Police delay Savile and Hall report
Publication of Dame Janet Smith's report into how Jimmy Savile and Stuart Hall carried out campaigns of abuse over decades at the BBC has been postponed at the request of the Metropolitan Police.
The report, which was compiled after the investigation interviewed 375 witnesses in connection with Savile and more than 100 about Hall, was due to be published in the second half of this month.
A statement released today by the review team said the report was "now finished".
It went on: " However, the Metropolitan Police has told the review that it is concerned that publication of the report now could prejudice its ongoing investigations into sexual abuse. As a result, Dame Janet has taken the decision that publication of the report (and its delivery to the BBC) should be delayed. The BBC is aware of, and accepts, this decision.
"The decision to delay publication has been made reluctantly. Dame Janet recognises that a further delay will be of particular disappointment to victims of Jimmy Savile and Stuart Hall whose accounts are in the r eport and other witnesses before the review, to all of whom she is very grateful. However, it is important that the Metropolitan Police's investigations should not be prejudiced.
"Publication will take place as soon as possible. As soon as a date for publication is known, an update will be provided."
The review team have " been in contact" with 775 people as part of the investigation and are expected to uncover hundreds of victims and reveal a culture of ignorance which "protected" Savile.
Another report, published in February, said NHS hospitals had still not fully learned the lessons of the Savile scandal.
It said the depraved entertainer was given "endorsement from the very highest level of society" after then-prime minister Margaret Thatcher appointed him in an official fundraising role at Stoke Mandeville Hospital where he raped or assaulted at least 63 patients, staff and visitors.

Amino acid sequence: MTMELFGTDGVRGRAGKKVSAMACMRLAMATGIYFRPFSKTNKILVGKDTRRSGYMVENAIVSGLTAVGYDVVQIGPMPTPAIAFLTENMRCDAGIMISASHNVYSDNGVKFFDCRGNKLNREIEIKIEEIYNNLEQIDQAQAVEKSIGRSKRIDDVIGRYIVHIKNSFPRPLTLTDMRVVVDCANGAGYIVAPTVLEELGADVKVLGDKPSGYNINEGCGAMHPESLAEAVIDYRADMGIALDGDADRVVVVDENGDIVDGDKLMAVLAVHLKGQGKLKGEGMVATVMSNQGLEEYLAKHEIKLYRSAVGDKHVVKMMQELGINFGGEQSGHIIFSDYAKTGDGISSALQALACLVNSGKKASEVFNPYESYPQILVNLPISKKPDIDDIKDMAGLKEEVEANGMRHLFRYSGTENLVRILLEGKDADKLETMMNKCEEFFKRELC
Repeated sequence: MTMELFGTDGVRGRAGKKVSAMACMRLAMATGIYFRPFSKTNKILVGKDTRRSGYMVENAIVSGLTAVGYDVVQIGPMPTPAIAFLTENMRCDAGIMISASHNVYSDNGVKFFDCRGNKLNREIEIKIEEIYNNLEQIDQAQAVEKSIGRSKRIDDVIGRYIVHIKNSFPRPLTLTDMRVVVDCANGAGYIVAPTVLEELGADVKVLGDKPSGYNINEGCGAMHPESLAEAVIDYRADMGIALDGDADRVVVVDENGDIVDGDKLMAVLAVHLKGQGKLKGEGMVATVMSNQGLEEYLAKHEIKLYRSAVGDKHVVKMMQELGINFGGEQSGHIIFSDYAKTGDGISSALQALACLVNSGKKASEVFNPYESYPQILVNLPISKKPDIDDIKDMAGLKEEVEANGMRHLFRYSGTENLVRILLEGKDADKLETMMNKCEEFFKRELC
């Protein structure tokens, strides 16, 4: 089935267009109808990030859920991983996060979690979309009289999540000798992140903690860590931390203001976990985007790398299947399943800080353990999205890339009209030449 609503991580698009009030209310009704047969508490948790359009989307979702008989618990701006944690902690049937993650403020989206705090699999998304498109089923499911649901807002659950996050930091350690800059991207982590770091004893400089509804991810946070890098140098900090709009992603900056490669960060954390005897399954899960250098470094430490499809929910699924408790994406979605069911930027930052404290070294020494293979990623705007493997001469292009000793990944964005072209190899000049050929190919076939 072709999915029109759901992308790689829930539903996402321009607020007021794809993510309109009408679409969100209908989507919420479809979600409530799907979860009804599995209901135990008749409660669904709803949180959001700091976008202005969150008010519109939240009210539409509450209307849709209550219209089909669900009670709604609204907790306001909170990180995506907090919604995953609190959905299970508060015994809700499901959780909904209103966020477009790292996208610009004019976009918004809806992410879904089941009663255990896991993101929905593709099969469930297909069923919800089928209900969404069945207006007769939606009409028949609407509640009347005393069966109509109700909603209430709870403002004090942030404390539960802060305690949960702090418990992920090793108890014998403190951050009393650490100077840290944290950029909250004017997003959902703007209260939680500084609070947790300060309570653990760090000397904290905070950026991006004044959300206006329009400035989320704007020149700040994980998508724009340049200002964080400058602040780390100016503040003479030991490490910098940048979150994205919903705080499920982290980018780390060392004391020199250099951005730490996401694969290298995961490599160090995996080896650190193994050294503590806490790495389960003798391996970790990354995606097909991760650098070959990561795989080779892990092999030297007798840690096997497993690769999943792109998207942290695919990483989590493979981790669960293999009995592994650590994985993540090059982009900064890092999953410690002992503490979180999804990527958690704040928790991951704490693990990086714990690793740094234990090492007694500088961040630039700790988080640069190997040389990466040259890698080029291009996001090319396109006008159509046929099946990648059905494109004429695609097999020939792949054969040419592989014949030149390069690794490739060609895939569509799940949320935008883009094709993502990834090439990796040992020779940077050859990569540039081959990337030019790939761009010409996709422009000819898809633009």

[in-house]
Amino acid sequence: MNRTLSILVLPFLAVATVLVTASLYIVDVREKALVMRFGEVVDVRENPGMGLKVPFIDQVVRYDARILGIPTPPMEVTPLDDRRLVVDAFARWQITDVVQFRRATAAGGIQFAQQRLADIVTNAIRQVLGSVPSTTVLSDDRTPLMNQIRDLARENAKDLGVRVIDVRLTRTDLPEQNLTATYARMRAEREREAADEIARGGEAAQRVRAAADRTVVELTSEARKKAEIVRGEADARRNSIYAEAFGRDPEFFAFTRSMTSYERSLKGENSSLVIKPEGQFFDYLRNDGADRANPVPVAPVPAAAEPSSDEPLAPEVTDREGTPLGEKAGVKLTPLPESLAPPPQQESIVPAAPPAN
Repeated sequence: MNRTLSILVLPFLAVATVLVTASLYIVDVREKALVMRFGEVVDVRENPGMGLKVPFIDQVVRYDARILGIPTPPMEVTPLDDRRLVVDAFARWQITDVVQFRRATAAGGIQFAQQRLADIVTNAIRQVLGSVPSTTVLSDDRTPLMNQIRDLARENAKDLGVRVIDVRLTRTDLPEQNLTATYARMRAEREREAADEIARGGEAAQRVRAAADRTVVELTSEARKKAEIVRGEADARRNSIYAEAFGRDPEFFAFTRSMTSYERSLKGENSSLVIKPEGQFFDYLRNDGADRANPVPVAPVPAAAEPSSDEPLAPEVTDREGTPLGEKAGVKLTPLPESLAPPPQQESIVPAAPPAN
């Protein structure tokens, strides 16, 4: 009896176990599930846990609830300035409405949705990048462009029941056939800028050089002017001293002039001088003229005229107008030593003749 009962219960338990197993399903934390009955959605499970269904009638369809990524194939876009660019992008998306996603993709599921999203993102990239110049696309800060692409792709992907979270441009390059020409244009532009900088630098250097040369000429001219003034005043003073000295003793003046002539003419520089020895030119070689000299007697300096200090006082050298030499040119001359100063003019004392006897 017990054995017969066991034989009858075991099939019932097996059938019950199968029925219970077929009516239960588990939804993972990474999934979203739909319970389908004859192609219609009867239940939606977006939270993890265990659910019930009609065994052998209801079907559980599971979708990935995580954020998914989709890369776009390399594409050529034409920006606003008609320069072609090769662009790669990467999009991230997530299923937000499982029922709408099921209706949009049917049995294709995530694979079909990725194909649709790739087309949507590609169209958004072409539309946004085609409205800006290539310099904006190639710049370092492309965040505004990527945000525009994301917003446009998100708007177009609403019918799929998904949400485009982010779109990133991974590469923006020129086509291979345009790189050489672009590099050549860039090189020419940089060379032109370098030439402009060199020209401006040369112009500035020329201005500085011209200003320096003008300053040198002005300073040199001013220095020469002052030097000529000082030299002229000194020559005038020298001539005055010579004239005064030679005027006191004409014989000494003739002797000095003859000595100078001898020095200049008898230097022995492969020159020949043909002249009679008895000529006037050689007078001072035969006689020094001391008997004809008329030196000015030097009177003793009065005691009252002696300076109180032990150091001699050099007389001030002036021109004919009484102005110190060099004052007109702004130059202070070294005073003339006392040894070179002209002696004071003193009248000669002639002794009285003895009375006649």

Savile was given open access to the Buckinghamshire hospital while volunteering as a porter from 1969, and despite claims about his horrific behaviour being widespread by the early 1970s senior staff were never told of his "wicked" crimes, many of them against desperately ill children.
It's A Knockout host Hall was jailed for two-and-a-half years last year after he was convicted by a jury at Preston Crown Court of indecently assaulting a girl under the age of 16 and earlier pleading guilty to another indecent assault on the same girl when she was 13.
He was already serving a 30-month jail term after he pleaded guilty in 2013 to indecently assaulting 13 other young girls, aged between nine and 17, over a 20-year period.
Members of the review team visited the court during Hall's trial and also visited the Shepherds Bush Empire Theatre, which was owned by the BBC, and Television Centre.
Liz Dux, abuse lawyer at Slater and Gordon which represents 168 victims of Savile and Hall, said: "This will come as bitterly disappointing news to the victims of Savile and Hall. They desperately want the last of the investigations to be published and to be able to move on with their lives.
"Naturally, they do not want to prejudice any outstanding investigation. But given the amount of time that has elapsed since they gave their testimonies, they will question why police investigations are taking so long."